Edwin Arlington Robinson

(22 December 1869 – 6 April 1935 / Maine / United States)

Edwin Arlington Robinson Poems

121. The Pity Of The Leaves 1/3/2003
122. George Crabbe 1/3/2003
123. Stafford's Cabin 1/3/2003
124. Thomas Hood 1/3/2003
125. The Rat 1/3/2003
126. Partnership 1/3/2003
127. Rembrandt To Rembrandt 1/3/2003
128. The Unforgiven 1/3/2003
129. How Annandale Went Out 1/3/2003
130. Walt Whitman 1/3/2003
131. Neighbors 1/3/2003
132. Avon's Harvest 1/3/2003
133. Cliff Klingenhagen 1/3/2003
134. The Woman And The Wife 1/3/2003
135. Shadrach O'Leary 1/3/2003
136. Fleming Helphenstine 1/3/2003
137. The Man Against The Sky 1/3/2003
138. On The Night Of A Friend's Wedding 1/3/2003
139. For A Dead Lady 1/3/2003
140. Aunt Imogen 1/3/2003
141. The Mill 1/3/2003
142. Ben Trovato 1/3/2003
143. Calvary 1/3/2003
144. Firelight 1/3/2003
145. Atherton's Gambit 1/3/2003
146. As A World Would Have It 1/3/2003
147. Dear Friends 1/3/2003
148. A Song At Shannon's 1/3/2003
149. The Dark Hills 1/3/2003
150. Luke Havergal 1/3/2003
151. Ben Jonson Entertains A Man From Stratford 1/3/2003
152. New England 1/3/2003
153. An Evangelist's Wife 1/3/2003
154. Archibald's Example 1/3/2003
155. Peace On Earth 1/3/2003
156. Bewick Finzer 1/3/2003
157. Alma Mater 1/3/2003
158. An Island 1/3/2003
159. The Children Of The Night 1/3/2003
160. Ballad Of A Ship 1/3/2003

Comments about Edwin Arlington Robinson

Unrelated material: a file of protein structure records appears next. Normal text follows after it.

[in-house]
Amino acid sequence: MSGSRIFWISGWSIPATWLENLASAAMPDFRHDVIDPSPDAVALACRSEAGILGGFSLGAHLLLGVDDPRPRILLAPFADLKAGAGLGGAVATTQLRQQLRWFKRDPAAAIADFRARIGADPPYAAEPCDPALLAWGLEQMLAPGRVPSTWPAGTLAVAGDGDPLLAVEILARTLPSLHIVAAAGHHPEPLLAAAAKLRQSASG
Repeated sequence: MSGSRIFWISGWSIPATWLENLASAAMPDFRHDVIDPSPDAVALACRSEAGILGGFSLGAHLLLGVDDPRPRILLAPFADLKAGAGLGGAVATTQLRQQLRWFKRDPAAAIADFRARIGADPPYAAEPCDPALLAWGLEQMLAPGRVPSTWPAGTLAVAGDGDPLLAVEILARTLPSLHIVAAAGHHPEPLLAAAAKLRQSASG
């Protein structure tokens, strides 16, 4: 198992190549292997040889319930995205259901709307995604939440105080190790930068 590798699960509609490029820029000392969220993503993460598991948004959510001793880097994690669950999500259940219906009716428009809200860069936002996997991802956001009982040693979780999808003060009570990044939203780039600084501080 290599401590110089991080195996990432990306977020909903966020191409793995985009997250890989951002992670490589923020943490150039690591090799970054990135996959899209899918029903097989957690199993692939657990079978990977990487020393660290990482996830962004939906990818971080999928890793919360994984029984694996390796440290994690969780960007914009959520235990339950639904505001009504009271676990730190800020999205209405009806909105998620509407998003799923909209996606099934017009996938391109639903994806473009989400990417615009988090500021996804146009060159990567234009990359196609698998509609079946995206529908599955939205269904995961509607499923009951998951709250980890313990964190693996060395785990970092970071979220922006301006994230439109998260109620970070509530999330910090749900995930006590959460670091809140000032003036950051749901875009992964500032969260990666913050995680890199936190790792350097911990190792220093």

• Christopher Gozdava (1/11/2012 1:20:00 PM)

    The poem A Happy Man is an example for me of poorly sounding, but a metrically correct poem. One more proof that it is not a form but a final pleasing outcome that makes any art valuable.

    29 person liked.
    30 person did not like.
Best Poem of Edwin Arlington Robinson

Richard Cory

Whenever Richard Cory went down town,
We people on the pavement looked at him:
He was a gentleman from sole to crown,
Clean favored, and imperially slim.

And he was always quietly arrayed,
And he was always human when he talked;
But still he fluttered pulses when he said,
'Good-morning,' and he glittered when he walked.

And he was rich - yes, richer than a king -
And admirably schooled in every grace:
In fine, we thought that he was everything
To make us wish that we were in his place.

So on we worked, and waited for the light,
And went ...

Read the full of Richard Cory

Dear Friends

Dear Friends, reproach me not for what I do,
Nor counsel me, nor pity me; nor say
That I am wearing half my life away
For bubble-work that only fools pursue.
And if my bubbles be too small for you,
Blow bigger then your own: the games we play
To fill the frittered minutes of a day,
Good glasses are to read the spirit through.

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